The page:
How common is thyroid cancer?
Thyroid cancer is found in only about 15,000 people each year and causes about 1,210 deaths per year. The most common form (papillary cancer) moves very slowly, and treatment is almost always successful when the cancer is detected early. A less common form (follicular cancer) also moves relatively slowly. Two less frequent forms of thyroid cancer (undifferentiated, or anaplastic, and medullary) are more serious.
Who can get thyroid cancer?
Anyone can get thyroid cancer. However, one group in particular has a higher risk: people who have had radiation to the head or neck. From the 1920s to the 1960s, x-ray treatments were used for an enlarged thymus gland, inflamed tonsils and adenoids, ringworm, acne, and many other conditions. At that time, doctors thought the x-rays were safe. About 1 million Americans received the treatment, and some of these people will get thyroid cancer up to 40 or more years after receiving the treatment. We now know that radiation therapy to the head or neck increases the chance of developing thyroid cancer later in life. (Radioactive iodine treatments and x-rays used for testing do not increase the risk of cancer.) Others at risk include a child or elderly person with a lump (nodule) in the thyroid. If a man has a thyroid nodule, it is more likely to be cancerous than if a woman has one.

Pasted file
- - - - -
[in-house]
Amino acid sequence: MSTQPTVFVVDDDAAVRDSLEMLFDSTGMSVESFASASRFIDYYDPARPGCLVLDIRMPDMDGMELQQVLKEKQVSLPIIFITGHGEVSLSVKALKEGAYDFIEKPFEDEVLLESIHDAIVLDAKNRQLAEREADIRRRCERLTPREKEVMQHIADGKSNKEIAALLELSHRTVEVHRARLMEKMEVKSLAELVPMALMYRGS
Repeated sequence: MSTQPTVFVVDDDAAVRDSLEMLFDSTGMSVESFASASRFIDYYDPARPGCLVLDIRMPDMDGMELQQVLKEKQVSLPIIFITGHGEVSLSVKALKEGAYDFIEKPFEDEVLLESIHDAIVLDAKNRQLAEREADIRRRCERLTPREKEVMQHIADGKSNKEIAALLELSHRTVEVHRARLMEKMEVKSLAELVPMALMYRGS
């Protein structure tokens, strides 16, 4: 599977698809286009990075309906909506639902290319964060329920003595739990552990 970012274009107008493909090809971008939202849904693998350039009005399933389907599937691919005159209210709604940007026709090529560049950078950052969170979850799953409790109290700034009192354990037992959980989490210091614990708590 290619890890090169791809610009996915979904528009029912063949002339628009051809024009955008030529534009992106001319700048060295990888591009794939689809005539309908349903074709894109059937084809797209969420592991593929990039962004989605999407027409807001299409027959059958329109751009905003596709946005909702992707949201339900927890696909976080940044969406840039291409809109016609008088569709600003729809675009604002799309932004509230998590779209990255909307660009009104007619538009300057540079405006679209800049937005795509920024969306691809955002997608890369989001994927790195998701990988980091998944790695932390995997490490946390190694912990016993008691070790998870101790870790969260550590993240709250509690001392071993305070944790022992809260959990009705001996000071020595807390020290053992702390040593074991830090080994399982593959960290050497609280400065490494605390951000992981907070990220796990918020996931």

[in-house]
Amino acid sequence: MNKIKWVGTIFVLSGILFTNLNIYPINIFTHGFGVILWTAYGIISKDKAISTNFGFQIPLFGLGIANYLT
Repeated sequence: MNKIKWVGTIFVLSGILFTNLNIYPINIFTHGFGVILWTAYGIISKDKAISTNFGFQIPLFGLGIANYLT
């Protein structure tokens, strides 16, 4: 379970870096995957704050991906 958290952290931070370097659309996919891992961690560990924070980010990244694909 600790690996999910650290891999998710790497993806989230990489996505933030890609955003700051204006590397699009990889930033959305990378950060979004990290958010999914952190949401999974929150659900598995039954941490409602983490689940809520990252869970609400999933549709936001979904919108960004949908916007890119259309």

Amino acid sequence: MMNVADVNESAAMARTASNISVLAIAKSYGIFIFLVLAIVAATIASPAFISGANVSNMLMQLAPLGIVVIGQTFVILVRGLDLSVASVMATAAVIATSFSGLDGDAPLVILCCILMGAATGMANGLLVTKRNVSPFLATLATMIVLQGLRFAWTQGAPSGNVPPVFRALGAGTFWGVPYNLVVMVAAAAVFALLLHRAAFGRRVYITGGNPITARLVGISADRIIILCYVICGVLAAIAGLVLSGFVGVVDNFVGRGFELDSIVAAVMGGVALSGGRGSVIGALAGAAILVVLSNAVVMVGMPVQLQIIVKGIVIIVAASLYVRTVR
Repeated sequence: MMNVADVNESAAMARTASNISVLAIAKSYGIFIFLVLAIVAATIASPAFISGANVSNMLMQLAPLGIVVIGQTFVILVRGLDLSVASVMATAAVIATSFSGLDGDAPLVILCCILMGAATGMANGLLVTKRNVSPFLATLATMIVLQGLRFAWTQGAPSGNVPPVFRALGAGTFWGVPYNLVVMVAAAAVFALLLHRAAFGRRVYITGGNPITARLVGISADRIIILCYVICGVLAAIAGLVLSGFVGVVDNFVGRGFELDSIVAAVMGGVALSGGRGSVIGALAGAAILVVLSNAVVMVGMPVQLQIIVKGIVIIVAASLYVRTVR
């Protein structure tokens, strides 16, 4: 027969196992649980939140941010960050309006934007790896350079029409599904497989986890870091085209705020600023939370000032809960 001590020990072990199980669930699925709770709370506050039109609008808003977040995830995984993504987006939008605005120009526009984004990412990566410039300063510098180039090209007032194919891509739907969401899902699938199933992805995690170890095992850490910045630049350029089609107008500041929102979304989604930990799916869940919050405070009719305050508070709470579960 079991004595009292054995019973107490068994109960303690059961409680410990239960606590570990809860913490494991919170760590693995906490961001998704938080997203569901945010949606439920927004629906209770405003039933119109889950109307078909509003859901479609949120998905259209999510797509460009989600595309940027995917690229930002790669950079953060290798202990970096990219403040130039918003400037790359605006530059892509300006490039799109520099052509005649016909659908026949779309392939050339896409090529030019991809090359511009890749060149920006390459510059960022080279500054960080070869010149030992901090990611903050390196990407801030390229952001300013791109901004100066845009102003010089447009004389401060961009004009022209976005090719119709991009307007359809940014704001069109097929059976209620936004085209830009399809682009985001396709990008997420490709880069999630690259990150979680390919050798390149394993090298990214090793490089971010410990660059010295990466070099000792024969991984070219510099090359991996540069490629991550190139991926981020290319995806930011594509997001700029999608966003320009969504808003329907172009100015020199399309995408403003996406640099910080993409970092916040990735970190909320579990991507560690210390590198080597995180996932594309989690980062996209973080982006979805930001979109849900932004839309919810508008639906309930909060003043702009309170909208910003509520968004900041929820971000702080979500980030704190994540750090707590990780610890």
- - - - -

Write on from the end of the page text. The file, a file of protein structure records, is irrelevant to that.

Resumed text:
Thyroid Cancer Resources
- American Cancer Society: Thyroid Cancer
Questions and answers about thyroid cancer (Risk factors, Diagnosis, Treatment)
- MEDLINEplus Health Information: Thyroid Cancer